You really shouldn’t miss Sophie Gilbert’s thoughts over at The Atlantic on this year’s Super Bowl ads. She quite perceptively demonstrates how these commercials seem to be, more than ever, playing on our nationwide anxiety. She writes,

America, judging by the Super Bowl XLIX advertisements, is suffering through the kind of existential crisis that only God’s iPhone, Marshawn Lynch’s Skittles, and a car with an erection can heal. America is hangry. America can’t sleep. America is very, very worried about getting old and irrelevant and physically stuck on the couch shouting at a football game while other, younger countries are going to super-cool Pac Man parties and flipping tires over for no discernible reason and seducing elderly wives in leopard-print camisoles. America might think this identity breakdown can be solved by buying a Chevy Colorado, which is focus group-proven to make people more attractive than, say, a simple Prius, but America is wrong. The hurt is on the inside. No truck-shaped penis extension can fix it.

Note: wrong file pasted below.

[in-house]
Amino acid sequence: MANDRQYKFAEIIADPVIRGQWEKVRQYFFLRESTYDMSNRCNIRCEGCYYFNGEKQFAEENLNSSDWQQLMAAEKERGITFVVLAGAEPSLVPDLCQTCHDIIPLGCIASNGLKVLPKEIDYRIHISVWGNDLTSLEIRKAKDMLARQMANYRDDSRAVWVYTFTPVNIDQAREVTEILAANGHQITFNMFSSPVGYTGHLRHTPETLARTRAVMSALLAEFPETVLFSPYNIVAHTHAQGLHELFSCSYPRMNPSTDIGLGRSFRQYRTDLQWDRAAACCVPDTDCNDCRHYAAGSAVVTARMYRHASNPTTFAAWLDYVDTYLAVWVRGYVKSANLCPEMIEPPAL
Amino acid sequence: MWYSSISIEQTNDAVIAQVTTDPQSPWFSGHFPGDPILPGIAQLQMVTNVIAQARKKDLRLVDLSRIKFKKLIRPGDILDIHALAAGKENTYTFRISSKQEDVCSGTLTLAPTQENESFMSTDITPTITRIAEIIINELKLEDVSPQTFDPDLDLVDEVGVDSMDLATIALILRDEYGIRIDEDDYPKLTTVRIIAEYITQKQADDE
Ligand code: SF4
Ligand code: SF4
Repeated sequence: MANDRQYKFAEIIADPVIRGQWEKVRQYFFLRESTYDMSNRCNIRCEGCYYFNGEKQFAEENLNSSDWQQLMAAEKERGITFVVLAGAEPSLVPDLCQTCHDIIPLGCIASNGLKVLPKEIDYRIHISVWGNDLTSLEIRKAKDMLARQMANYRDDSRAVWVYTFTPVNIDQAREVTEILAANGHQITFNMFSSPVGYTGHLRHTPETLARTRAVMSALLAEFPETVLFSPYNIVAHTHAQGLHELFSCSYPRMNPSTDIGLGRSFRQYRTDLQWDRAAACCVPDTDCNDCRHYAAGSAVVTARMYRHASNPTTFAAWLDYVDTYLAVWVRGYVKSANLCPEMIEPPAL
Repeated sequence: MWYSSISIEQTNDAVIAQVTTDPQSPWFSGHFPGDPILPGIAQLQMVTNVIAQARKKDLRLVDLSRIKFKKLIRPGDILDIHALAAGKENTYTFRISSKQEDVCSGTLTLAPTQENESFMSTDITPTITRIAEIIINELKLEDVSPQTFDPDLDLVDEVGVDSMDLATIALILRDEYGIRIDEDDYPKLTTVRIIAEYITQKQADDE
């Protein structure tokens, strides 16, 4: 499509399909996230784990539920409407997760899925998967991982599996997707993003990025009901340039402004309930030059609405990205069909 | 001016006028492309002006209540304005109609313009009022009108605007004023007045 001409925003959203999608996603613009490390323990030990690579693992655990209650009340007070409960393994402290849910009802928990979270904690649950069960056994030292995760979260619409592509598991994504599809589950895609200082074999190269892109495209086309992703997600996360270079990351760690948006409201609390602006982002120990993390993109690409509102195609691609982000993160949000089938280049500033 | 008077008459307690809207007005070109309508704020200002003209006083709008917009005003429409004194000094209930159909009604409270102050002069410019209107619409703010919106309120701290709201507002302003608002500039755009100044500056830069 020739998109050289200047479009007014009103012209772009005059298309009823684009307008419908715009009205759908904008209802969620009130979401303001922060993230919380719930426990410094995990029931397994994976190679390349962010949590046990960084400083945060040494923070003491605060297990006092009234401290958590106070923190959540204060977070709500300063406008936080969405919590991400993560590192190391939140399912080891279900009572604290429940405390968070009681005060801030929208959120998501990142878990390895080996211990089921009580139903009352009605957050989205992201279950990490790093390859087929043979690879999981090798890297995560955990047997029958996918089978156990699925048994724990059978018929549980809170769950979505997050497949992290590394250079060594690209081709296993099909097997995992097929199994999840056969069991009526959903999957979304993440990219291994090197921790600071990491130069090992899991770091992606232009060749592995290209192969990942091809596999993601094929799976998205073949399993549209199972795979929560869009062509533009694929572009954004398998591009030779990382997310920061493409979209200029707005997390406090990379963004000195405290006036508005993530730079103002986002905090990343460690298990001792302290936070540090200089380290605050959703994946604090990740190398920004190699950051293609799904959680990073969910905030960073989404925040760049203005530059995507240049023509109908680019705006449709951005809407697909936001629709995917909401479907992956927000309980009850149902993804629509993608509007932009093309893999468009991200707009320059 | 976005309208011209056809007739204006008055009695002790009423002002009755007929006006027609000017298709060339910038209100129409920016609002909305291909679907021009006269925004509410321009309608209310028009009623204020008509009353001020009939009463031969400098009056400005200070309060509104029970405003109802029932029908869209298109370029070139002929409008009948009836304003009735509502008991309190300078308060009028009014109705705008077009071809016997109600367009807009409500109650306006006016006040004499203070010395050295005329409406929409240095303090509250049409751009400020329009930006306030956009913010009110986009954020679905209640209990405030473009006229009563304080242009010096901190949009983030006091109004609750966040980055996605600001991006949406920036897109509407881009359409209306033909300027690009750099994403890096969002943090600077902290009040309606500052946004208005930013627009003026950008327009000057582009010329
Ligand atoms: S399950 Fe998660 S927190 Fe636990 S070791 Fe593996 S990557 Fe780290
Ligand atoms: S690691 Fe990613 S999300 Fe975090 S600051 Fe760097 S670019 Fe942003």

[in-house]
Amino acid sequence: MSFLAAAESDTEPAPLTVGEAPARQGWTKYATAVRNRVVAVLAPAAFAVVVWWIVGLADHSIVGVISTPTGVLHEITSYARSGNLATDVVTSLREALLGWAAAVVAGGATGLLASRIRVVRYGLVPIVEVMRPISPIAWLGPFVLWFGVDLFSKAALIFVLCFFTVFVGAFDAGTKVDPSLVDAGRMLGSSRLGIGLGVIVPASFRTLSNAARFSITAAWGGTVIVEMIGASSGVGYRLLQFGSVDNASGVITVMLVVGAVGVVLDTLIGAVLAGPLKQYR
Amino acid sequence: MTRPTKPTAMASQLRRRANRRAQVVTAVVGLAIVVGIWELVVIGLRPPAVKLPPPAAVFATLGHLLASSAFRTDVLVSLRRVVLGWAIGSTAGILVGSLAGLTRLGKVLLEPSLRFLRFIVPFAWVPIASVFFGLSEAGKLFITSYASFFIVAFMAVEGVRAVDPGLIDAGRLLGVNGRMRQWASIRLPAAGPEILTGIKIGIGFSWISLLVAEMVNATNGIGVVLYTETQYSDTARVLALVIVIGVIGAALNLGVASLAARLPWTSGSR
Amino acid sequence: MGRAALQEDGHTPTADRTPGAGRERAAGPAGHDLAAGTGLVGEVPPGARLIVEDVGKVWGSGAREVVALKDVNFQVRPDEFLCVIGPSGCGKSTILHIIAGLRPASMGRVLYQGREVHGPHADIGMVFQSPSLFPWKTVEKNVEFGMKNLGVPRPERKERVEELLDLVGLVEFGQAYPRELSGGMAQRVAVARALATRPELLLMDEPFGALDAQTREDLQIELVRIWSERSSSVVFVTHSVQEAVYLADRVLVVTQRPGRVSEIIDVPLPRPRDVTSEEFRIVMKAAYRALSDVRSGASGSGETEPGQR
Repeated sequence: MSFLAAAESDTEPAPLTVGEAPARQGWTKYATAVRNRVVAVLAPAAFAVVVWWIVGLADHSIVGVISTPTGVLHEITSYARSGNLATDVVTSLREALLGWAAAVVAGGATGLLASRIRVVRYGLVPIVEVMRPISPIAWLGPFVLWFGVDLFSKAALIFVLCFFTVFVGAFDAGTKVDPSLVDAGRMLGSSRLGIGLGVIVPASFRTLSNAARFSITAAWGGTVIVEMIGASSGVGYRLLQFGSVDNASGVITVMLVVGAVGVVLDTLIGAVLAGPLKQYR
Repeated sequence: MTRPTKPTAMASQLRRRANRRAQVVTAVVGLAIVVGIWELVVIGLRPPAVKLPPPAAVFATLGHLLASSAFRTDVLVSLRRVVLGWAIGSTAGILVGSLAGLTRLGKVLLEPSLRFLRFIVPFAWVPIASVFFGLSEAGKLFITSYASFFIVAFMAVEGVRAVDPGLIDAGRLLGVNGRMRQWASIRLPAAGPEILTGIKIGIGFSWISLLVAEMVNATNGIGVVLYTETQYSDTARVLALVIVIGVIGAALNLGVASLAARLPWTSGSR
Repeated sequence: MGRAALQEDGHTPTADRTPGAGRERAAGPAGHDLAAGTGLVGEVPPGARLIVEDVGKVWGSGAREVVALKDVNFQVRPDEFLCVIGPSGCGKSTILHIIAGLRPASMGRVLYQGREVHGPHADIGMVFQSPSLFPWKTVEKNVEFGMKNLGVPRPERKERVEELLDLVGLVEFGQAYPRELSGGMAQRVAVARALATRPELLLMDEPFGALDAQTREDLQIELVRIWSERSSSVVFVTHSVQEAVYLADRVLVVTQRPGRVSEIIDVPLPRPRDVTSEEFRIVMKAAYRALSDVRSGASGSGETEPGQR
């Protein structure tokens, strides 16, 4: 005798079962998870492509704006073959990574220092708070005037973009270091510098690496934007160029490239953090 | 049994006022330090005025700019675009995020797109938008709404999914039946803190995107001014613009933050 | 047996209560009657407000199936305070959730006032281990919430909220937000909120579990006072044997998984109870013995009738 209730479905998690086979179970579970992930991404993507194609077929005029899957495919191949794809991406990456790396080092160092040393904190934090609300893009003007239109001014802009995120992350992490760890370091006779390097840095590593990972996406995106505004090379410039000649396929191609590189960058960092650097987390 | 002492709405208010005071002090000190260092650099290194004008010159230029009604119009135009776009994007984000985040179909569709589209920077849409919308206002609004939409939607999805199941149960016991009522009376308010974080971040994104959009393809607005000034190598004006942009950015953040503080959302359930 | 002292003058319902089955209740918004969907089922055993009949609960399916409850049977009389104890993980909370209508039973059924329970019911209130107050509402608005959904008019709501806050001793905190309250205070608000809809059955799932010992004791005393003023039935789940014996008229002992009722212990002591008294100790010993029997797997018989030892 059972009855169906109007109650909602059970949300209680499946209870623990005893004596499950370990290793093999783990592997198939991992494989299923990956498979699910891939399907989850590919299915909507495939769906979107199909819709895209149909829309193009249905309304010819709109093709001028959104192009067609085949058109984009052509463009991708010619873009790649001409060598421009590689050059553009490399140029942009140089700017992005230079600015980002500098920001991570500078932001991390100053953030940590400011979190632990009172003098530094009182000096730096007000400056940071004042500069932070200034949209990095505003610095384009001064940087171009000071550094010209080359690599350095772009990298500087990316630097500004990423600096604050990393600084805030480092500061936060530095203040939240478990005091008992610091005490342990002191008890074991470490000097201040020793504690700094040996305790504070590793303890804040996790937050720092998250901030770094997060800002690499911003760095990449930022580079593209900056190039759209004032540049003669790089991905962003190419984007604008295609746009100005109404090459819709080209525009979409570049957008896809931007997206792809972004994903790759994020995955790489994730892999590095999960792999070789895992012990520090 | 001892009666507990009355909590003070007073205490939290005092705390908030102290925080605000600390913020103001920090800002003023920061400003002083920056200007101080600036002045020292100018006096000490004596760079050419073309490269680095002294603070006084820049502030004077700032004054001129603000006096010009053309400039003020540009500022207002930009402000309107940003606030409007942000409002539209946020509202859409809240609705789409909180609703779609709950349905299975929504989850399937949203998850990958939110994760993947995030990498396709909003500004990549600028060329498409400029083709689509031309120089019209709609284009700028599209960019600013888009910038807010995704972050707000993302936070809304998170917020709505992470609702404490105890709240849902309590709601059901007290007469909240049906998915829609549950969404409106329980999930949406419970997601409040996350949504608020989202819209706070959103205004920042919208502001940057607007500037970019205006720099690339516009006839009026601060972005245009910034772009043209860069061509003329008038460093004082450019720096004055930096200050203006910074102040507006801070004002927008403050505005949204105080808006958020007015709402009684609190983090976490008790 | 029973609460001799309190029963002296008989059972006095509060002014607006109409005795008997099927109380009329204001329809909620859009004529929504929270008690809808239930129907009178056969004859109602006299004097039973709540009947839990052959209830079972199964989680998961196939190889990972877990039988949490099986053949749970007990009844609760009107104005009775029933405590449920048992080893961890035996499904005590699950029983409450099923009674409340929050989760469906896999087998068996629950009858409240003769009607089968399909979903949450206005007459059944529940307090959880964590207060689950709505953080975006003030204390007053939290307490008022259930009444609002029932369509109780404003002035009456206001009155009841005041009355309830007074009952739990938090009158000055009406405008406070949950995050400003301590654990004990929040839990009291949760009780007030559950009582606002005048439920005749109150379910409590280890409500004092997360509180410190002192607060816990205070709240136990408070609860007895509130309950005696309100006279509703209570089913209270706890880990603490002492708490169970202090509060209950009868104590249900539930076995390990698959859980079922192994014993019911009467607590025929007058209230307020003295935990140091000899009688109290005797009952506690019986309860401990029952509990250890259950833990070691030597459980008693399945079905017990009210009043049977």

She concludes,

[R]emember that, deep down, unless they face off against a wolf for you, they’re only cars/beers/extreme workouts. They aren’t love.

Gilbert reminds us that though these marketable goods might promise to make us “more human” (as Reebok would put it), closing the gap between our actual selves and our desired selves, they are powerless to bestow anything. So deep is the universal identity-crisis that we might just need a divine rescue.

Read the whole thing here.